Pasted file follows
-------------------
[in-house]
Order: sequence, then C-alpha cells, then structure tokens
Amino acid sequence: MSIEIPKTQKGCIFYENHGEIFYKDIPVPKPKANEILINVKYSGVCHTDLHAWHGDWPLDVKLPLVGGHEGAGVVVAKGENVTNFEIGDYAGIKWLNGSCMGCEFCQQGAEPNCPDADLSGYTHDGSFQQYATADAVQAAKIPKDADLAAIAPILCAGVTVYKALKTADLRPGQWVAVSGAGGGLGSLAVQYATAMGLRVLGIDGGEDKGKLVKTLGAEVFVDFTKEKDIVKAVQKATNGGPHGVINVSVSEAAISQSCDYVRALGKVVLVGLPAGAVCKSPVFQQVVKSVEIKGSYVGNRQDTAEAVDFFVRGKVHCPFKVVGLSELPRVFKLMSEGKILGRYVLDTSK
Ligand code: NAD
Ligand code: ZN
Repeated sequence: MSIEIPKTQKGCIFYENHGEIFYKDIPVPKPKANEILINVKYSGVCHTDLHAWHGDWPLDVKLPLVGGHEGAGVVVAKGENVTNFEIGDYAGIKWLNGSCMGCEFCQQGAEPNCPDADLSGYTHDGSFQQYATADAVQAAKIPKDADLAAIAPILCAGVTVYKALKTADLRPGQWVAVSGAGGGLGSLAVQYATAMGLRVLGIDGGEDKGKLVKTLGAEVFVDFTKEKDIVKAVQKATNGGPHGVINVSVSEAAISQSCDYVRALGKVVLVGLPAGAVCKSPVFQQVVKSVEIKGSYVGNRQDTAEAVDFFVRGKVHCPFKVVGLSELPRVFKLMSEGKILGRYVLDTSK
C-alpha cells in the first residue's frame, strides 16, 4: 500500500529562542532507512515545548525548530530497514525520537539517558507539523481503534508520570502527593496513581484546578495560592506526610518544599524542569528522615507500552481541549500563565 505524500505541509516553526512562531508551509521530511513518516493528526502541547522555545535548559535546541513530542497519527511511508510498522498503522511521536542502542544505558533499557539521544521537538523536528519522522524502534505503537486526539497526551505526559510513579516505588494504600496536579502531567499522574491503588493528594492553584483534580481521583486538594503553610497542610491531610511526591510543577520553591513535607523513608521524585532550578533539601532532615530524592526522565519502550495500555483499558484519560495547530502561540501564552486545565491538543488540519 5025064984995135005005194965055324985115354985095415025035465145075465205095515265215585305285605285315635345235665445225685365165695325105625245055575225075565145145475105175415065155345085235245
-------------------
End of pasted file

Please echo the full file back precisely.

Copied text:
[in-house]
Order: sequence, then C-alpha cells, then structure tokens
Amino acid sequence: MSIEIPKTQKGCIFYENHGEIFYKDIPVPKPKANEILINVKYSGVCHTDLHAWHGDWPLDVKLPLVGGHEGAGVVVAKGENVTNFEIGDYAGIKWLNGSCMGCEFCQQGAEPNCPDADLSGYTHDGSFQQYATADAVQAAKIPKDADLAAIAPILCAGVTVYKALKTADLRPGQWVAVSGAGGGLGSLAVQYATAMGLRVLGIDGGEDKGKLVKTLGAEVFVDFTKEKDIVKAVQKATNGGPHGVINVSVSEAAISQSCDYVRALGKVVLVGLPAGAVCKSPVFQQVVKSVEIKGSYVGNRQDTAEAVDFFVRGKVHCPFKVVGLSELPRVFKLMSEGKILGRYVLDTSK
Ligand code: NAD
Ligand code: ZN
Repeated sequence: MSIEIPKTQKGCIFYENHGEIFYKDIPVPKPKANEILINVKYSGVCHTDLHAWHGDWPLDVKLPLVGGHEGAGVVVAKGENVTNFEIGDYAGIKWLNGSCMGCEFCQQGAEPNCPDADLSGYTHDGSFQQYATADAVQAAKIPKDADLAAIAPILCAGVTVYKALKTADLRPGQWVAVSGAGGGLGSLAVQYATAMGLRVLGIDGGEDKGKLVKTLGAEVFVDFTKEKDIVKAVQKATNGGPHGVINVSVSEAAISQSCDYVRALGKVVLVGLPAGAVCKSPVFQQVVKSVEIKGSYVGNRQDTAEAVDFFVRGKVHCPFKVVGLSELPRVFKLMSEGKILGRYVLDTSK
C-alpha cells in the first residue's frame, strides 16, 4: 500500500529562542532507512515545548525548530530497514525520537539517558507539523481503534508520570502527593496513581484546578495560592506526610518544599524542569528522615507500552481541549500563565 505524500505541509516553526512562531508551509521530511513518516493528526502541547522555545535548559535546541513530542497519527511511508510498522498503522511521536542502542544505558533499557539521544521537538523536528519522522524502534505503537486526539497526551505526559510513579516505588494504600496536579502531567499522574491503588493528594492553584483534580481521583486538594503553610497542610491531610511526591510543577520553591513535607523513608521524585532550578533539601532532615530524592526522565519502550495500555483499558484519560495547530502561540501564552486545565491538543488540519 5025064984995135005005194965055324985115354985095415025035465145075465205095515265215585305285605285315635345235665445225685365165695325105625245055575225075565145145475105175415065155345085235245